unibz contributes to the fight against microplastics: New process for producing insulation from plastic waste
In 2017, the UN declared the presence of 51 trillion microplastic particles in the Earth’s seas: „500 times more numerous than all the stars in our galaxy“. A product invented and patented by Marco Caniato, a researcher and lecturer at the Free University of Bozen-Bolzano, has proved extremely promising in the battle against the environmental dispersion of microplastics.
Secondary microplastics, i.e. plastic fragments of less than 5 mm in size resulting from the use and abandonment of objects such as plastic bags or bottles, account for around 68 to 81% of the microplastics in the oceans (source: European Parliament).
Worldwide, the seas have been described as one of the most polluted areas by micro and macroplastics. As a result, the treatment and life-cycle management of plastics has become a huge problem whose lack of solution threatens marine biodiversity and the survival of many fish species. Not to mention the fact that the dangers to humans of these tiny plastic fragments entering the food chain are not yet known.
The idea by Marco Caniato was born 5 years ago. A very large industrial company asked to recycle something that is very difficult to be recycled: carbon fibre. Accordingly, this material is a composite one, made of plastics and carbon fibres, strongly bonded together. It is rather impossible to recycle it with traditional approaches. A chemical procedure is available but is costly and pollutant. “Thus, the aim was to obtain something solving the problem without harming our planet with some more waste”, underlines Marco Caniato. “Thus, the chemical disruption could not be followed and another approach was needed.”
The available background are materials science and engineering focusing on acoustic and thermal issues, so a new sustainable material, which could also be usable as thermal and acoustic insulator, was designed namely a foam. For two months, a process which can foam up something without using chemicals was sought. “Unfortunately, literature and many colleagues just said to me that this was impossible”, Caniato remembers. “But as Einstein said “Everyone knew it was impossible, until a fool who didn’t know came along and did it”.
The researcher Marco Caniato was that fool and designed the process together with Andrea Travan, who was working on new bio based materials for humans purposes, using properties of bio materials. In a week, the first sample was realized, recycling carbon fibre. Then, many studies were carried out on the new foam in order to optimize its properties, shape, mechanical features, etc. Successfully, glass powder, carbon fibre, fiberglass and other composite materials were recycled. The present step on microplastic was kind of natural development.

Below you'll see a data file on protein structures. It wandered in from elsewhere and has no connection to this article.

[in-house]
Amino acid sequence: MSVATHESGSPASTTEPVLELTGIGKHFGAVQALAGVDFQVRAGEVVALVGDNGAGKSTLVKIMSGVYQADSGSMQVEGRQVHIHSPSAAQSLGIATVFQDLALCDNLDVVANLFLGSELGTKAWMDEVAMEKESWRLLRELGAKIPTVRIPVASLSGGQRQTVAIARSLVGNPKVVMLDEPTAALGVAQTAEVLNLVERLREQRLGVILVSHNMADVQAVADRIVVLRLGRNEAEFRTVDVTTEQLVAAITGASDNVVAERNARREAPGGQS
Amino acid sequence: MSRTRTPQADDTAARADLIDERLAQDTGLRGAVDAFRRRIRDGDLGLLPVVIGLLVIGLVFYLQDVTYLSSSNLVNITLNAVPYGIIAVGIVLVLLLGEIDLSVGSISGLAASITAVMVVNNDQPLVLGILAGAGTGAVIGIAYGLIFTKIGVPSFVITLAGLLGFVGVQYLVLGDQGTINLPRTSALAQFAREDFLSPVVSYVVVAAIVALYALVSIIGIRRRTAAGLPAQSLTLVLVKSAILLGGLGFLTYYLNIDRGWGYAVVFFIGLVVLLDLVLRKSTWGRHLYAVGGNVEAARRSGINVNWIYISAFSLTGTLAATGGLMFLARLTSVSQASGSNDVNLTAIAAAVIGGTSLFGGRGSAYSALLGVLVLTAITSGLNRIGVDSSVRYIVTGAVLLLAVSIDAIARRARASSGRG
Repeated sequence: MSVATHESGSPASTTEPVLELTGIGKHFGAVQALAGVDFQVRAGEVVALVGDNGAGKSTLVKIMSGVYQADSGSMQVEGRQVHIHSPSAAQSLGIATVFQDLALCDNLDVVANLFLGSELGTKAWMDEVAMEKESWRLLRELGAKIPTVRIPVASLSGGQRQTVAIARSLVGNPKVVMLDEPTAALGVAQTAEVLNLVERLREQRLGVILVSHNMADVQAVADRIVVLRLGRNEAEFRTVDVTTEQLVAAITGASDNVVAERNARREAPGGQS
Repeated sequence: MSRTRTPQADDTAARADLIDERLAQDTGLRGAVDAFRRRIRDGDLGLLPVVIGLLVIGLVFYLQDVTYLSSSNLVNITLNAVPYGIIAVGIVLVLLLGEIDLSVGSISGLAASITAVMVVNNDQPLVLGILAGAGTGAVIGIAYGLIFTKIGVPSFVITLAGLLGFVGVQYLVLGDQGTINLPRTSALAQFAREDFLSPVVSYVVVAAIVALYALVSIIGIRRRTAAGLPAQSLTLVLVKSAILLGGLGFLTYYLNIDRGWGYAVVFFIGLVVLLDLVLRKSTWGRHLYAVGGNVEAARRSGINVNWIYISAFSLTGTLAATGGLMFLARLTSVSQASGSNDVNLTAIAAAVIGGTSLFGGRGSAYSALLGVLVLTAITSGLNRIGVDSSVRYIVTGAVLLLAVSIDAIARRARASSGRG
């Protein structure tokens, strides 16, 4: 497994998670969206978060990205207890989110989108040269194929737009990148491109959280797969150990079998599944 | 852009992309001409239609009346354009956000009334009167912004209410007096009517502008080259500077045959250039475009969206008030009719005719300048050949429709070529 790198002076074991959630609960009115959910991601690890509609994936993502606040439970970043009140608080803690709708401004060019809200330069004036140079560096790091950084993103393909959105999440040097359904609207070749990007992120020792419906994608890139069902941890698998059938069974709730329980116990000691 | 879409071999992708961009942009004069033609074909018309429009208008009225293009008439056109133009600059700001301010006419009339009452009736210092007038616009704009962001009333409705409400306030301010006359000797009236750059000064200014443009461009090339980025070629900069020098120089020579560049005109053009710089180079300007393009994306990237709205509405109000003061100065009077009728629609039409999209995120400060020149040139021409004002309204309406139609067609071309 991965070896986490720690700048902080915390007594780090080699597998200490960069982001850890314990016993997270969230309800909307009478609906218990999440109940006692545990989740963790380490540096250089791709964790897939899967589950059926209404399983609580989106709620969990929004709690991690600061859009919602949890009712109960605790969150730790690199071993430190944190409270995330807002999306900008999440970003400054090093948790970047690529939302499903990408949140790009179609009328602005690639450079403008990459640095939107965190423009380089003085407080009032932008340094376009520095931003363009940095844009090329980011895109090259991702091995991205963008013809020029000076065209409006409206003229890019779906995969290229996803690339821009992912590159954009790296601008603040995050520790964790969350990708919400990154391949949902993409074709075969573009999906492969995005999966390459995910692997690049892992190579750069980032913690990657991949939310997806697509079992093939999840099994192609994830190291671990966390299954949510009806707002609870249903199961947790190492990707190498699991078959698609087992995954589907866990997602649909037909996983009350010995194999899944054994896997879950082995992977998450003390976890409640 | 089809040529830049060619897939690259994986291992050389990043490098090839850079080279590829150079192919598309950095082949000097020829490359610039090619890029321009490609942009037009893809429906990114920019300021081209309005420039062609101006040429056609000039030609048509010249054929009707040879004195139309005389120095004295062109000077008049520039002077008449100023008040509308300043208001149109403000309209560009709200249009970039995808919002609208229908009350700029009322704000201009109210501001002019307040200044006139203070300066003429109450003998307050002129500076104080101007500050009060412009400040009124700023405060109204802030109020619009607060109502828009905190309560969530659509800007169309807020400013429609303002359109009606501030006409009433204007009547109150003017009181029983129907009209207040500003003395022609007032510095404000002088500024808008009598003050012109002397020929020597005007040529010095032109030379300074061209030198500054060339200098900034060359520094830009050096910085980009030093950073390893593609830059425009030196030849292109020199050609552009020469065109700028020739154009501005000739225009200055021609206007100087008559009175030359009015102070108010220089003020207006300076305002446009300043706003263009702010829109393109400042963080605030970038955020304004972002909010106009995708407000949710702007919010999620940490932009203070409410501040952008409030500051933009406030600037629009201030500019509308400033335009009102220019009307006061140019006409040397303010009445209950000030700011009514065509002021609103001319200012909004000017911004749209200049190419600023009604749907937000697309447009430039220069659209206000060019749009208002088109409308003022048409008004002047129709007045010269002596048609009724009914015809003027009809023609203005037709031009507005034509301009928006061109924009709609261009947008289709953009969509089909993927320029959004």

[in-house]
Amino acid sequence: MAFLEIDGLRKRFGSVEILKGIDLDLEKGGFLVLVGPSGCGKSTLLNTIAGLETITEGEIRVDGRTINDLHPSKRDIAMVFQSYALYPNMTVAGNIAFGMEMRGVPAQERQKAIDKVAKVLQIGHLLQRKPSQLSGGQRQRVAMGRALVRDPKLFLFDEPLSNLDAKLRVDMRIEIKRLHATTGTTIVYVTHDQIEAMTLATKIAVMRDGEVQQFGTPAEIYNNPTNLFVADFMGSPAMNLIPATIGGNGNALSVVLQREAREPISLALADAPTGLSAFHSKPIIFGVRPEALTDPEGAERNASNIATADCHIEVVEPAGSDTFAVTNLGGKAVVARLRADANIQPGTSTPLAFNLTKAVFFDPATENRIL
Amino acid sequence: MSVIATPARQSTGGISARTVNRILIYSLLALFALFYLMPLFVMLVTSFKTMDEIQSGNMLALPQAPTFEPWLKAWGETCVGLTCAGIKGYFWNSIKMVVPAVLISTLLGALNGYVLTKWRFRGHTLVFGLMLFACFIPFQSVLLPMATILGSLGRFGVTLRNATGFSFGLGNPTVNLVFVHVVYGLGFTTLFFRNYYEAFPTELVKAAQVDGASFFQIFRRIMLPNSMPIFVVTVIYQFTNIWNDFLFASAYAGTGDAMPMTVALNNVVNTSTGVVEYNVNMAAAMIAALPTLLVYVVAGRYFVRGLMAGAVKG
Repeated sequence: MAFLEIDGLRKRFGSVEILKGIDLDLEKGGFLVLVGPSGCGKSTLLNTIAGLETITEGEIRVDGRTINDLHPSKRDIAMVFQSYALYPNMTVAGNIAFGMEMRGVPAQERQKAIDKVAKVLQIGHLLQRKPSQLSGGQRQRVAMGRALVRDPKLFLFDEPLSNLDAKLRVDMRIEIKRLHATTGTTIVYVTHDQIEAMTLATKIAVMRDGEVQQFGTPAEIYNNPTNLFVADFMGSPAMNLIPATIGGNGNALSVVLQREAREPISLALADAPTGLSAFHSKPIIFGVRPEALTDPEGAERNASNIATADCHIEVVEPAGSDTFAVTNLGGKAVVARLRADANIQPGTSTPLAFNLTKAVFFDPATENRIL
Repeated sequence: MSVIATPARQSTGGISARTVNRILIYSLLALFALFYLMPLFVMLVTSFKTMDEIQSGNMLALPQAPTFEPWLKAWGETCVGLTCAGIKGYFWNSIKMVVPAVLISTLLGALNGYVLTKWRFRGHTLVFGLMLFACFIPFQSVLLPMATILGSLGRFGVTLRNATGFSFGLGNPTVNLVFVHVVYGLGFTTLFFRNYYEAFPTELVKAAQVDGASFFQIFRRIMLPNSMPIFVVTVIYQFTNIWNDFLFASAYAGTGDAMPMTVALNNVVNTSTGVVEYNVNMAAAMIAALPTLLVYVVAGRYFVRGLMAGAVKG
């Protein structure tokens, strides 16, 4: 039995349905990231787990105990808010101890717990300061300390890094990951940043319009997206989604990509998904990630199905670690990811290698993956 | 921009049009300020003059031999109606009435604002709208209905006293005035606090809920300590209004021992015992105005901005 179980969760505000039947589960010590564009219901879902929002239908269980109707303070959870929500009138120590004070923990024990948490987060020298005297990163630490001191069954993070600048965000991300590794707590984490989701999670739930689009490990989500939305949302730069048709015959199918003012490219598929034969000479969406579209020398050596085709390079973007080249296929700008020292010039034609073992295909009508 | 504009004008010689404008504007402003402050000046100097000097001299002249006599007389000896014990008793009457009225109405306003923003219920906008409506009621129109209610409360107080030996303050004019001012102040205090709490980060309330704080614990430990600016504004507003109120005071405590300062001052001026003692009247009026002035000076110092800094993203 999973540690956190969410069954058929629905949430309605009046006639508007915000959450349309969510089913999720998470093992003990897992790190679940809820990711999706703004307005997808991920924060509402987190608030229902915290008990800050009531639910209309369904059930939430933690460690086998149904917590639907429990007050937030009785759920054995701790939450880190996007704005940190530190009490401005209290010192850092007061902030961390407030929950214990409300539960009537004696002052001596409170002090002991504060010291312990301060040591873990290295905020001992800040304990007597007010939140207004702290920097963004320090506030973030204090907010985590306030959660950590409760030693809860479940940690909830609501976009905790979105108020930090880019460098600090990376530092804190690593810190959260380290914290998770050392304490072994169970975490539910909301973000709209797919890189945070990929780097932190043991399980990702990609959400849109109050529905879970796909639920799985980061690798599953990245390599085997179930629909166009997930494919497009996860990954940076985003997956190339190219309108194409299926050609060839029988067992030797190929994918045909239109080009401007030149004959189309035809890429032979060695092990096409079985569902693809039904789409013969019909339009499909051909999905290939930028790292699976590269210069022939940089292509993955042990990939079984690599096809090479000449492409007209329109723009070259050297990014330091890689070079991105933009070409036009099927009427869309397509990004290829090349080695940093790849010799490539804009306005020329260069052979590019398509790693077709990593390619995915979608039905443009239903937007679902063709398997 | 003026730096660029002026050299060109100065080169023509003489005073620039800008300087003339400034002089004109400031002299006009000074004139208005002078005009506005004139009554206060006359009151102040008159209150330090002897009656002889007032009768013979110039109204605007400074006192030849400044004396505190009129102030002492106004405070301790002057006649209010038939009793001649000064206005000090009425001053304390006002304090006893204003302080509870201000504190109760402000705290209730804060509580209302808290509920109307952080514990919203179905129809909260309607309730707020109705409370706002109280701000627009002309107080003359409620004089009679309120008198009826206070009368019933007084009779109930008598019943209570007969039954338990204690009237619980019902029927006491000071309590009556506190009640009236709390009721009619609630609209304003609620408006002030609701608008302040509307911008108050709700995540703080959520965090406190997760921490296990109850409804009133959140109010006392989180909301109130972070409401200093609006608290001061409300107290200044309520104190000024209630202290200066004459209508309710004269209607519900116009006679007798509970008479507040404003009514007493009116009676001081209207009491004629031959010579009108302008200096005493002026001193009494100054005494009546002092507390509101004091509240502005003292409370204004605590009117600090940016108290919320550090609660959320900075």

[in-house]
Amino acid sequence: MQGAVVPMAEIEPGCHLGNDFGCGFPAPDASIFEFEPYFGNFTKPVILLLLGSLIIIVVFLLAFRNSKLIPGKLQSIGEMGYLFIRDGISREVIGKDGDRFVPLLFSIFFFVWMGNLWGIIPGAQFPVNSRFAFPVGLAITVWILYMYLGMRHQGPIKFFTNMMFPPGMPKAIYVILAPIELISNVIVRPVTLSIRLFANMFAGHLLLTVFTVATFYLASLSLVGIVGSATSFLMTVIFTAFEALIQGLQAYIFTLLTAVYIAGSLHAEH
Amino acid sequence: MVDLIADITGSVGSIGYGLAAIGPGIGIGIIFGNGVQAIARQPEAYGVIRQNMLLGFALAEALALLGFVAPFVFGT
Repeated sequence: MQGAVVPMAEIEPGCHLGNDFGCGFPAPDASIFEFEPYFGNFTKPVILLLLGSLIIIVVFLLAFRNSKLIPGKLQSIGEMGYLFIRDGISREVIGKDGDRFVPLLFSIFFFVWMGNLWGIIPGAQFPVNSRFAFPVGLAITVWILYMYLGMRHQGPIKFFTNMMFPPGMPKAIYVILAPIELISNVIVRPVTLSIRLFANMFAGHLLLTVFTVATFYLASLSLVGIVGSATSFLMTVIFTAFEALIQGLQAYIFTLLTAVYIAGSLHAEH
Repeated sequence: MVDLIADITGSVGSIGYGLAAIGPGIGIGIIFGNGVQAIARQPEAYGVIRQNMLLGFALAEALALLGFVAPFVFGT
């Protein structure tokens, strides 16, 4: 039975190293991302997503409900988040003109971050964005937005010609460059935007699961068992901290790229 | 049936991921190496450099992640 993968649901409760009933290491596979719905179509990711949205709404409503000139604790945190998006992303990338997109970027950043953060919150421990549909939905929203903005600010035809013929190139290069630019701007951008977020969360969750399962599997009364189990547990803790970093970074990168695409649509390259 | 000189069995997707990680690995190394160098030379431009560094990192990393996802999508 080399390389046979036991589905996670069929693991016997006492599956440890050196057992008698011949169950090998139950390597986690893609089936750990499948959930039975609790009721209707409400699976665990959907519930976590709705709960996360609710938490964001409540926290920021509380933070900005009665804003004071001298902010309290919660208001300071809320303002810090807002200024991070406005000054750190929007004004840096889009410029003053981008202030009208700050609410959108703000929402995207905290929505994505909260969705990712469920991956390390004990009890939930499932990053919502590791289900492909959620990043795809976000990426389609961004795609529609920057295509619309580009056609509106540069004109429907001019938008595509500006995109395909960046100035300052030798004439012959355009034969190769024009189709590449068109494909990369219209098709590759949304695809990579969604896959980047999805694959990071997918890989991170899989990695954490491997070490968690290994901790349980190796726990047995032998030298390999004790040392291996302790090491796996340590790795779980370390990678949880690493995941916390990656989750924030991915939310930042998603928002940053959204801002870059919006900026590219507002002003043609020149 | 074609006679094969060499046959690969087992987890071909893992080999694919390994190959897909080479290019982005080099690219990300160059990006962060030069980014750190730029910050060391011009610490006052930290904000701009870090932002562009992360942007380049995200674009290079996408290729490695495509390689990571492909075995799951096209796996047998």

The used biopolymer comes from algae. “I tried many kinds of biopolymers but the most economic and optimized is the alginate. It is extracted from a particular sea algae”, explains the researcher at the Faulty of Science and Technology in Bozen-Bolzano. The alginate can be purchased at a very low prize in the market since it is used in many human applications like food industry and pharmaceutics. Obviously, since it is a biopolymer it is not harmful at all. We eat it when making puddings, hot chocolate, sweets etc!
The foam application fields vary from constructions, to automotive, to industrial applications, to naval industries. “Basically, where we can have a problem of thermal and/or acoustic insulation, the foam can be used”, Marco Caniato sums up, as the properties of this bio foam were tested many times in these years.
With the help of my colleagues Giada Kyaw Oo D’Amore, Luca Cozzarini, prof. Jan Kašpar and prof. Chiara Schmid from the University of Trieste, many different samples incorporating diverse wastes were produced. The thermal and acoustics properties, mechanical characteristics, fire resistance, nano and microstructure influence by means of dedicated facilities were investigated, comprising Kundt’s tube, X-ray microtomography, SEM, airflow resistivity tube etc. Whit the help of prof. Andrea Gasparella, the analytical models of the acoustic and thermal behaviours were derived.
All of the above-described properties are comparable or better than traditional materials like rockwool. Anyway, his bio foam presents paramount advantages: (i) it is not harmful for neither humans (unlike rock wools, etc) nor for the environment. At the end of its life cycle it could be simply grinded and reused in other bio foams as filler. (ii) its production does not involve pollutant or petroleum derivate or other rare elements, but just sea algae (waste). The production process totally could reuse the same water used in the previous foaming. (iii) the involved technologies are already available. No new costly machinery is needed. (iv) I can customize both acoustic, thermal, mechanical and micro and nano properties for dedicated application, simply using bio based agents which modify the internal foam structure, suiting the desired requirement.
The scientific article has been published on Sustainable Materials and Technologies | Journal | ScienceDirect.com by Elsevier